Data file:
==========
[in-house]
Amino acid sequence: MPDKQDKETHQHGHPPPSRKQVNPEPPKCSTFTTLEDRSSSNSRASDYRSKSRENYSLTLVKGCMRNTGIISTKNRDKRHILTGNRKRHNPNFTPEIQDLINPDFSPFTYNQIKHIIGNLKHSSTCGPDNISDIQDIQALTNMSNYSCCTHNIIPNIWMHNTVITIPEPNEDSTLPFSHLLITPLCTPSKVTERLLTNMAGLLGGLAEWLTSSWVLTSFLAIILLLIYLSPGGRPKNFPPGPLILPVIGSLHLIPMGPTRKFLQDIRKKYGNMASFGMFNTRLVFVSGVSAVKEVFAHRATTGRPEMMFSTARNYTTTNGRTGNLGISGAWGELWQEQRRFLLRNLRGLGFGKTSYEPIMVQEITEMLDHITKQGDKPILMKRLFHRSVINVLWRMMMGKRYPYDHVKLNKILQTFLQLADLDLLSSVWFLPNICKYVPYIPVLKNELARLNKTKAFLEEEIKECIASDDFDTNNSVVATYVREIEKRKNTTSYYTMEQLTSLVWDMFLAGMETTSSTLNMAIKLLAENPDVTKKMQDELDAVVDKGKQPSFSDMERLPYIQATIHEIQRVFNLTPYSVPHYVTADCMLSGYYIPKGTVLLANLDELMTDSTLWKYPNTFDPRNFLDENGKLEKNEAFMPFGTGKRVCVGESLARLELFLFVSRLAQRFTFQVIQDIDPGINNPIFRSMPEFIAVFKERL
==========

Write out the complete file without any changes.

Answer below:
[in-house]
Amino acid sequence: MPDKQDKETHQHGHPPPSRKQVNPEPPKCSTFTTLEDRSSSNSRASDYRSKSRENYSLTLVKGCMRNTGIISTKNRDKRHILTGNRKRHNPNFTPEIQDLINPDFSPFTYNQIKHIIGNLKHSSTCGPDNISDIQDIQALTNMSNYSCCTHNIIPNIWMHNTVITIPEPNEDSTLPFSHLLITPLCTPSKVTERLLTNMAGLLGGLAEWLTSSWVLTSFLAIILLLIYLSPGGRPKNFPPGPLILPVIGSLHLIPMGPTRKFLQDIRKKYGNMASFGMFNTRLVFVSGVSAVKEVFAHRATTGRPEMMFSTARNYTTTNGRTGNLGISGAWGELWQEQRRFLLRNLRGLGFGKTSYEPIMVQEITEMLDHITKQGDKPILMKRLFHRSVINVLWRMMMGKRYPYDHVKLNKILQTFLQLADLDLLSSVWFLPNICKYVPYIPVLKNELARLNKTKAFLEEEIKECIASDDFDTNNSVVATYVREIEKRKNTTSYYTMEQLTSLVWDMFLAGMETTSSTLNMAIKLLAENPDVTKKMQDELDAVVDKGKQPSFSDMERLPYIQATIHEIQRVFNLTPYSVPHYVTADCMLSGYYIPKGTVLLANLDELMTDSTLWKYPNTFDPRNFLDENGKLEKNEAFMPFGTGKRVCVGESLARLELFLFVSRLAQRFTFQVIQDIDPGINNPIFRSMPEFIAVFKERL